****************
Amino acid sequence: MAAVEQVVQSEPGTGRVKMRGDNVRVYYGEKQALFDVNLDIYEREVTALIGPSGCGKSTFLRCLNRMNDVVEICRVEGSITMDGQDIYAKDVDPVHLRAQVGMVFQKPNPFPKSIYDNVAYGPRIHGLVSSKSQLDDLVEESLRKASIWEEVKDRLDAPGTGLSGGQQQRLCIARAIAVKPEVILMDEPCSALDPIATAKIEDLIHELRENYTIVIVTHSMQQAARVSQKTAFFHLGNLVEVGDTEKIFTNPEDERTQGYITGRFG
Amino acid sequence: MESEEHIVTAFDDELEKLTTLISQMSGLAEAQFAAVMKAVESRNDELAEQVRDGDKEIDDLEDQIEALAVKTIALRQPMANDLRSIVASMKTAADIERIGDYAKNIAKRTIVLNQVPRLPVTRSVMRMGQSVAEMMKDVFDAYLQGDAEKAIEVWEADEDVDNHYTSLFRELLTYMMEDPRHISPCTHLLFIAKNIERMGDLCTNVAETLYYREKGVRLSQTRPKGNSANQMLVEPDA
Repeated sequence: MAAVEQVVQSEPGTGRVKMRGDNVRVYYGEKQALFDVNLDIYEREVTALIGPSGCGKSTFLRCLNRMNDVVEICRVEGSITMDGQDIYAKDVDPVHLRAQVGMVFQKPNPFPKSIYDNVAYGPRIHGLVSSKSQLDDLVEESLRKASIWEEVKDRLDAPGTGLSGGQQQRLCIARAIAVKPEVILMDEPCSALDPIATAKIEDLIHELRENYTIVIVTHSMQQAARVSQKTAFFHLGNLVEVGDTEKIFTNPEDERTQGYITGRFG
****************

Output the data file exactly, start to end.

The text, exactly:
Amino acid sequence: MAAVEQVVQSEPGTGRVKMRGDNVRVYYGEKQALFDVNLDIYEREVTALIGPSGCGKSTFLRCLNRMNDVVEICRVEGSITMDGQDIYAKDVDPVHLRAQVGMVFQKPNPFPKSIYDNVAYGPRIHGLVSSKSQLDDLVEESLRKASIWEEVKDRLDAPGTGLSGGQQQRLCIARAIAVKPEVILMDEPCSALDPIATAKIEDLIHELRENYTIVIVTHSMQQAARVSQKTAFFHLGNLVEVGDTEKIFTNPEDERTQGYITGRFG
Amino acid sequence: MESEEHIVTAFDDELEKLTTLISQMSGLAEAQFAAVMKAVESRNDELAEQVRDGDKEIDDLEDQIEALAVKTIALRQPMANDLRSIVASMKTAADIERIGDYAKNIAKRTIVLNQVPRLPVTRSVMRMGQSVAEMMKDVFDAYLQGDAEKAIEVWEADEDVDNHYTSLFRELLTYMMEDPRHISPCTHLLFIAKNIERMGDLCTNVAETLYYREKGVRLSQTRPKGNSANQMLVEPDA
Repeated sequence: MAAVEQVVQSEPGTGRVKMRGDNVRVYYGEKQALFDVNLDIYEREVTALIGPSGCGKSTFLRCLNRMNDVVEICRVEGSITMDGQDIYAKDVDPVHLRAQVGMVFQKPNPFPKSIYDNVAYGPRIHGLVSSKSQLDDLVEESLRKASIWEEVKDRLDAPGTGLSGGQQQRLCIARAIAVKPEVILMDEPCSALDPIATAKIEDLIHELRENYTIVIVTHSMQQAARVSQKTAFFHLGNLVEVGDTEKIFTNPEDERTQGYITGRFG